Wednesday, January 31, 2018

#BookReview: MOUTHS DON'T SPEAK by Katia D. Ulysse

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Synopsis: No one was prepared for the massive earthquake that struck Haiti in 2010, taking over a quarter-million lives, and leaving millions of others homeless. Three thousand miles away, Jacqueline Florestant mourns the presumed death of her parents, while her husband, a former US Marine and combat veteran, cares for their three-year-old daughter as he fights his own battles with acute PTSD.

Horrified and guilt-ridden, Jacqueline returns to Haiti in search of the proverbial "closure." Unfortunately, the Haiti she left as a child twenty-five years earlier has disappeared. Her quest turns into a tornado of deception, desperation, and more death. So Jacqueline holds tightly to her daughter--the only one who must not die.

Review: It's difficult to read Katia D. Ulysse's Mouths Don't Speak without drawing comparisons to two recent works of fiction set in Haiti: Roxane Gay's An Untamed State and Dimitry Elias L├ęger's God Loves Haiti. Mouths Don't Speak feels a bit like a combination of both and it works well. But where An Untamed State shocked readers with its brutality and God Loves Haiti gave readers a firsthand view of the immediate aftermath of the 2010 earthquake in Haiti, Mouths Don't Speak doesn't have the same brutality and the results of the earthquake are seen from a distance.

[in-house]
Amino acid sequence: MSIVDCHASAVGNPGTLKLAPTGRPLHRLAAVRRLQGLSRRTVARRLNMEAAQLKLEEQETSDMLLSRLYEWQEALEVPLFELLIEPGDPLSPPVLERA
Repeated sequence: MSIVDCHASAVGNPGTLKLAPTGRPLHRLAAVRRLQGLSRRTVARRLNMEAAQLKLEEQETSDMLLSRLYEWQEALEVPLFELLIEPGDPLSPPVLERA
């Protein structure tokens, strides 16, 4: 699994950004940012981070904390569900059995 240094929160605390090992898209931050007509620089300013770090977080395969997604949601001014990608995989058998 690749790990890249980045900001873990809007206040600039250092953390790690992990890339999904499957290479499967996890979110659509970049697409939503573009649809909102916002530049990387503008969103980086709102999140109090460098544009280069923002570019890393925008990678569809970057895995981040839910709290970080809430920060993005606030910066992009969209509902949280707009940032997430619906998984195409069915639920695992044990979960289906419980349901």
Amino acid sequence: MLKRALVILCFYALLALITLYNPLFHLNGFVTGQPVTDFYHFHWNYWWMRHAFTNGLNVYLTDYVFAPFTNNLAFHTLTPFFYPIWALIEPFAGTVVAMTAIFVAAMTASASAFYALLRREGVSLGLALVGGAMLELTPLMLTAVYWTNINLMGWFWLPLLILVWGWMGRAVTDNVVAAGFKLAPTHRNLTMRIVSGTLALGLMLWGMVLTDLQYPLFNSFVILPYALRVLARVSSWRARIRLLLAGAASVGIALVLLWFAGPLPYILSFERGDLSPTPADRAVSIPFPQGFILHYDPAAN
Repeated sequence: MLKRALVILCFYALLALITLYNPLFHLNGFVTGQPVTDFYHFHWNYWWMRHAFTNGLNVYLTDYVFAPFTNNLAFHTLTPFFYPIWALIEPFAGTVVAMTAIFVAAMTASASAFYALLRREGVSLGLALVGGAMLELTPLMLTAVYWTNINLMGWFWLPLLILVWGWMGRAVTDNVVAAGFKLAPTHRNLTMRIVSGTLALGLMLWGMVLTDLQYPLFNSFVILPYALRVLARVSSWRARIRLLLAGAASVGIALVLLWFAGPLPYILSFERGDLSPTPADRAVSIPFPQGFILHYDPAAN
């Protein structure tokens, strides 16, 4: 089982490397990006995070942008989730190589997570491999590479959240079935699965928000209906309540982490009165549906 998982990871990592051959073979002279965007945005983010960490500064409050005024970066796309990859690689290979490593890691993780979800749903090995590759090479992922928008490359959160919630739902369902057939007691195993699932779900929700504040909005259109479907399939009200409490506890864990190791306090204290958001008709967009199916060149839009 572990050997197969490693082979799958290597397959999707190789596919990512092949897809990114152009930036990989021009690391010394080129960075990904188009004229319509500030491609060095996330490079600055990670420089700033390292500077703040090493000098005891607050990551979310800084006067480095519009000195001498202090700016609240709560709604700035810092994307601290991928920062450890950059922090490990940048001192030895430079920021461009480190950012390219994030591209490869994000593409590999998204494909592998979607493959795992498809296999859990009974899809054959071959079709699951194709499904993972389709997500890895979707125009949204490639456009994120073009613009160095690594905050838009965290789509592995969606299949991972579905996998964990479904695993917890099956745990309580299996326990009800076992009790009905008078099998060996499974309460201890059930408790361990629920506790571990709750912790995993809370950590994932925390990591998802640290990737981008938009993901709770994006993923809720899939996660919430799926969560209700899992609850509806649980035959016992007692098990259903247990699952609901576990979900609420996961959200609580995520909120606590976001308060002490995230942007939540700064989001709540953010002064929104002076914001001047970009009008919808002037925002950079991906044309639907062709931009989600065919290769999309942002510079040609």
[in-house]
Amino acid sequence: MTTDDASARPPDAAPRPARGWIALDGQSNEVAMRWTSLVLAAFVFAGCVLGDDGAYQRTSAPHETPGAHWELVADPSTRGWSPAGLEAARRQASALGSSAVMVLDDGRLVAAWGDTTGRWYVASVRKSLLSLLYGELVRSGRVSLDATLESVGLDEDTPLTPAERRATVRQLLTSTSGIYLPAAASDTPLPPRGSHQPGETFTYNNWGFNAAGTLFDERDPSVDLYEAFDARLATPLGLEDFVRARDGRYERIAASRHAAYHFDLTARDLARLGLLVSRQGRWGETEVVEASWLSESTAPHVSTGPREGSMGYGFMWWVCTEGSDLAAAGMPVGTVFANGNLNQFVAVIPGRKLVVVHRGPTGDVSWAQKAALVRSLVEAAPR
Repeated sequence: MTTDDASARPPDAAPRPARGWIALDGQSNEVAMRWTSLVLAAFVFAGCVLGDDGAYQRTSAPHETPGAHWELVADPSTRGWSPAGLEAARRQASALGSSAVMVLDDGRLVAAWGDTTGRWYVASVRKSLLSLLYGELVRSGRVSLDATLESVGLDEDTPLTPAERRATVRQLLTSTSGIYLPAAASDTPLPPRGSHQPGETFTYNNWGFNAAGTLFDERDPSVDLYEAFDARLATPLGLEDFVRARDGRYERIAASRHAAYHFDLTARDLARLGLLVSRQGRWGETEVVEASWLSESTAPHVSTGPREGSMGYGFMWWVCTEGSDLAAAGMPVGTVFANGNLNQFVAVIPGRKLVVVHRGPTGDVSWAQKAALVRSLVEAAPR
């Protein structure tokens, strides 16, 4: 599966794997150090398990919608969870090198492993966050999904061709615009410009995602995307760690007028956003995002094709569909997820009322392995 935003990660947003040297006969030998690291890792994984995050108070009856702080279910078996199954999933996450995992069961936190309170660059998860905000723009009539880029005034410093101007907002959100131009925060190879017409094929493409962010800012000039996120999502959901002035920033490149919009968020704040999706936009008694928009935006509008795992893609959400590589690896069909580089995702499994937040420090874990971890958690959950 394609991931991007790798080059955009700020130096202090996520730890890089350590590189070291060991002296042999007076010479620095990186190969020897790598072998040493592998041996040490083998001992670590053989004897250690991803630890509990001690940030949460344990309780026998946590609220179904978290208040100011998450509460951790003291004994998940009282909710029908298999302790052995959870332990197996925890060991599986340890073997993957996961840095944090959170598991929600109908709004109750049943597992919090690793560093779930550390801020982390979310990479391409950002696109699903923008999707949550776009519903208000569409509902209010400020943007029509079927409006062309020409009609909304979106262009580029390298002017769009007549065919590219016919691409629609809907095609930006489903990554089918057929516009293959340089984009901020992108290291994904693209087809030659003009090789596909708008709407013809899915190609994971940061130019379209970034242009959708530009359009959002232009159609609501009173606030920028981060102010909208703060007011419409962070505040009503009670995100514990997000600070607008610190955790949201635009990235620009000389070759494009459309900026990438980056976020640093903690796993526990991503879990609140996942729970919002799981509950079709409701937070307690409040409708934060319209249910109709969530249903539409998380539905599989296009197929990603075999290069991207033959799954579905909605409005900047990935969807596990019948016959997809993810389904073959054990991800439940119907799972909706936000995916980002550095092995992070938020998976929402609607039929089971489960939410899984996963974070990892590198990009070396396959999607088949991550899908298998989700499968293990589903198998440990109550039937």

When the book opens, Jacqueline is safe at home in Baltimore frantically trying to get through to her parents back in Haiti. For weeks she hungers for news, watching TV day and night as she continually tries to reach home. During this time we find Haiti was never really home for Jacqueline, having been shipped off to boarding school in her early years. And the parents she's desperate to hear from are more of a thorn in her side than a rose in bloom.

As Jacqueline sinks deeper into despair, her husband Kevin becomes a more central figure. He keeps the household running, becomes the caretaker for their three-year-old daughter, Amber. So at first, you think Kevin has it all together, but he's battling his own demons, a result of his own time in Haiti.

Ulysse introduces a lot of interesting characters and story lines that could have fallen flat with other authors, but the writing and the characters feel personal to her. She knows what will shock her audience and how to ease them into difficult scenes and situations. There are no minor characters within her pages because each and every person and line they speak plays a role. I can't wait to see what she does next.

224 p.
Published: January 2018
Disclaimer: Copy of book received from publisher; opinions are my own.

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